• COURSE: Quail Hollow Club, 7,600 yards, par 71. Already a player favorite as host of the Wells Fargo Championship, Quail Hollow unveils a new look for its first step into the major spotlight. Tom Fazio’s latest upgrade created three new holes, including a new 524-yard opener made by merging the old first and second holes. Nos. 4 and 5 also are new, made from the previous par-5 fifth hole.
And so now Venezuela appears twice as frequently among the past century of winners at Canada’s national Open as anyone from the motherland. Roll that one around for a bit. Granted, both RBC Canadian Open wins belong to Jhonattan Vegas, whose playoff victory Sunday over Charley Hoffman made him just the third man to capture back-to-back Open titles since the end of World War II. A Sunday 65 at Glen Abbey was good enough to pull even with Hoffman.
With Rory McIlroy, Rickie Fowler and reigning Open Championship winner Henrik Stenson teeing it up in Scotland, there’s plenty of incentive to set the alarm a little earlier this week to catch some action from the Troon coastline. And it’s another two-major weekend elsewhere, with the U.S. Women’s Open and Senior Players Championship jostling for summer attention. Don’t instinctively sleep on the John Deere Classic, though.
Muck Rack makes it simple to find people, tweets, or articles that mention any name, keyword, company, hashtag etc. We've compiled this guide to help you make the most of your search.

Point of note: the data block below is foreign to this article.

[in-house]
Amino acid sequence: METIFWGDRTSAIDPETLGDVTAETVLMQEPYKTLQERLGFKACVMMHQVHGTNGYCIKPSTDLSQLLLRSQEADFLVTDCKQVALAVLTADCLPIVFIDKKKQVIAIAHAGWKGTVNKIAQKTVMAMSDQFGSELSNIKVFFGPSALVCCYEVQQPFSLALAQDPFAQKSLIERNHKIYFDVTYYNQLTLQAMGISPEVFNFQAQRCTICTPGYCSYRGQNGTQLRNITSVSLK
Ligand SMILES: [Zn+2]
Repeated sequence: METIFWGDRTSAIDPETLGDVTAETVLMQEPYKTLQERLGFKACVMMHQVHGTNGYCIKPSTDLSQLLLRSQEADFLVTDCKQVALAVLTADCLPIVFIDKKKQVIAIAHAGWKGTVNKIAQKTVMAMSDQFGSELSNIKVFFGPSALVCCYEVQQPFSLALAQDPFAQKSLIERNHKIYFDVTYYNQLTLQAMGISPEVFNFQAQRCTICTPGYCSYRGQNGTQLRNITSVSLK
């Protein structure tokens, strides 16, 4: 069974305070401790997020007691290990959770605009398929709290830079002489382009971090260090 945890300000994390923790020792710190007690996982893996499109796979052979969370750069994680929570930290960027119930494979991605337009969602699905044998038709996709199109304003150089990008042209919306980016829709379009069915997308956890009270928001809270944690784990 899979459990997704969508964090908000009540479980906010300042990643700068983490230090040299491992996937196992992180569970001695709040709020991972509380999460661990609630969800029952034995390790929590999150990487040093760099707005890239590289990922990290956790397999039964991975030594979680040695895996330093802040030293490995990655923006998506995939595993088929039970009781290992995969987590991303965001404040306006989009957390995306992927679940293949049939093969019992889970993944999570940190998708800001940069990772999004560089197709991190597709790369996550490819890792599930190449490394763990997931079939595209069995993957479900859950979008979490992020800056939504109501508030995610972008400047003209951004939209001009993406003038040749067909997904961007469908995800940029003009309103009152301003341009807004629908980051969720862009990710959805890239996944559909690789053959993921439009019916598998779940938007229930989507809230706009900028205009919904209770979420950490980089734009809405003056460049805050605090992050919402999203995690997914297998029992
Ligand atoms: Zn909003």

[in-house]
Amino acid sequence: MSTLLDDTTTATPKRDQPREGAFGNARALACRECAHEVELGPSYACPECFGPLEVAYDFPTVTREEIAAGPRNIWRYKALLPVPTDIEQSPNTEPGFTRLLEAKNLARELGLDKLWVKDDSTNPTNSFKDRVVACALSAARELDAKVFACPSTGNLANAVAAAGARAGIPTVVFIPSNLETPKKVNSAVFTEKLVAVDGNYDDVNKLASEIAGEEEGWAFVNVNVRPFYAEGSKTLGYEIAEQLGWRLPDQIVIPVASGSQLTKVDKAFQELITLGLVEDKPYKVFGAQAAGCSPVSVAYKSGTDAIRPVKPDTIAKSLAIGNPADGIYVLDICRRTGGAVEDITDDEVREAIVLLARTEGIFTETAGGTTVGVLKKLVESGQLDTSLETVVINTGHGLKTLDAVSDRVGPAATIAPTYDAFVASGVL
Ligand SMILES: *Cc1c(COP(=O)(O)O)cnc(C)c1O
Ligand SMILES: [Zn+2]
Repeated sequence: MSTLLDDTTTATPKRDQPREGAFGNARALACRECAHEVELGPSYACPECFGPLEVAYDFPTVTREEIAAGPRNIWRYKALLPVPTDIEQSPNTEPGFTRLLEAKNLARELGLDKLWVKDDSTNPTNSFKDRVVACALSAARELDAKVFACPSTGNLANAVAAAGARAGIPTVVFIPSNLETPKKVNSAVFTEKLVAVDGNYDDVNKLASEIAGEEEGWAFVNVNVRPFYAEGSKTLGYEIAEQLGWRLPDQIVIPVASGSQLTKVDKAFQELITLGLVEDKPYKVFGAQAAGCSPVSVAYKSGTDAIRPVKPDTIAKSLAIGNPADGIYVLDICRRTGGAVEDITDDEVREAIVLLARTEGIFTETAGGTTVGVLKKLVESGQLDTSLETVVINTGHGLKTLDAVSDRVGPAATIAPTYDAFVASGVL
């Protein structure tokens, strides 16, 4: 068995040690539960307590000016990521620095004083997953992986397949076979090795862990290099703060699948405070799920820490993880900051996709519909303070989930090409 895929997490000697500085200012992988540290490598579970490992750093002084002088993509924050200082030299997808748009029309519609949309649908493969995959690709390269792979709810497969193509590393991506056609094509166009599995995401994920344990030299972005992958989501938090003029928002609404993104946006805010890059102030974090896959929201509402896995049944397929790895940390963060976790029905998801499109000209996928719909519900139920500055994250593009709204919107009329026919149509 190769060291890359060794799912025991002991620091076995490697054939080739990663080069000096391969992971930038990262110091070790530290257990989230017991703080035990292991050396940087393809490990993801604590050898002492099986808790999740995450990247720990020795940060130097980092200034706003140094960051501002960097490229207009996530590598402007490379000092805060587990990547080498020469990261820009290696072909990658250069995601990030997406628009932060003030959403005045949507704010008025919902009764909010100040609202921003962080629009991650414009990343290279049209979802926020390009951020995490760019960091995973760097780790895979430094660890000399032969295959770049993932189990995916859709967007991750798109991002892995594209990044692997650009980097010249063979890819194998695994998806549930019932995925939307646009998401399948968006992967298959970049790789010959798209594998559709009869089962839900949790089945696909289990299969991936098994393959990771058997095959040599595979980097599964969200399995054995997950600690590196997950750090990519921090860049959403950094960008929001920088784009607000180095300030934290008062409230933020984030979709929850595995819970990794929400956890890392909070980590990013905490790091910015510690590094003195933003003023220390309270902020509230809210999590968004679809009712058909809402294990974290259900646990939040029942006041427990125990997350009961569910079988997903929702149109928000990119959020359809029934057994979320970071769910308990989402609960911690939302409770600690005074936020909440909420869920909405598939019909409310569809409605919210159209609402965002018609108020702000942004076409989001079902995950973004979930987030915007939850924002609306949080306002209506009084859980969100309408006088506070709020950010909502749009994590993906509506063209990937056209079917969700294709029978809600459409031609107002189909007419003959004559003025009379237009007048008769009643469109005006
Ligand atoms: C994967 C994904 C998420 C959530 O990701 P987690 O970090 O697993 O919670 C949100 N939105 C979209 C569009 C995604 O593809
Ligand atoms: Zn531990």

Selecting a term
Start searching tweets, articles from media outlets, articles mentioned in tweets, journalists'
names, titles and bios with some suggested searches:
Companies or Topics (e.g. iPhone, Microsoft)
Phrases (e.g. "cloud computing") — use quotes to keep the terms together
Twitter handles (e.g. @username) — returns those who have mentioned or replied to
Names (e.g. "David Pogue")
Hashtags (e.g. #sxsw, #london2012)
Bio details (e.g. vegan, Olympics, father)
Muck Rack's Advanced Search allows for many boolean operators.
Find results that mention multiple specified terms, use AND or
+. For example, ensure each result contains both Elon Musk and Mark Zuckerberg by
searching Obama AND Romney or Obama + Romney.
Use the operators OR or , to broaden your search when you'd like either of
multiple terms to appear in results. (This is the default behavior of our search when no operators
are used.) For example, search for democrat OR republican to find results that refer to
Democrats and/or Republicans.
Use NOT or - to subtract results from your search. For
example, searching Disney will yield results about the Walt Disney Company as well as Walt Disney
World Resort. To exclude mentions of Disney World, search for Disney -World or Disney
When using one of these operators with a phrase, enclose it in quotation marks. For example, you can
find results about smartphones excluding Apple's iPhone 4S by searching smartphone -"iPhone
Exact case matching or punctuation
If you're searching for a brand name or keyword that relies on specific punctuation marks or capitalization, you can
find results that match your exact query by adding matchcase: before the keyword you're searching for, like matchcase:E*TRADE .
Use parentheses to separate multiple
boolean phrases. For example, to find journalists talking about having fun in Disney World or
Disneyland, search for ("disney world" OR disneyland) AND fun.
An asterisk can be used to search for any variation of a root word truncated by the asterisk. For example, searching for admin* will return results for administrator, administration, administer, administered, etc.
A near operator is an AND operator where you can control the distance between the words. You can vary the distance the near operation uses by adding a forward slash and number (between 0-99) such as strawberries NEAR/10 "whipped cream", which means the strawberries must exist within 10 words of "whipped cream".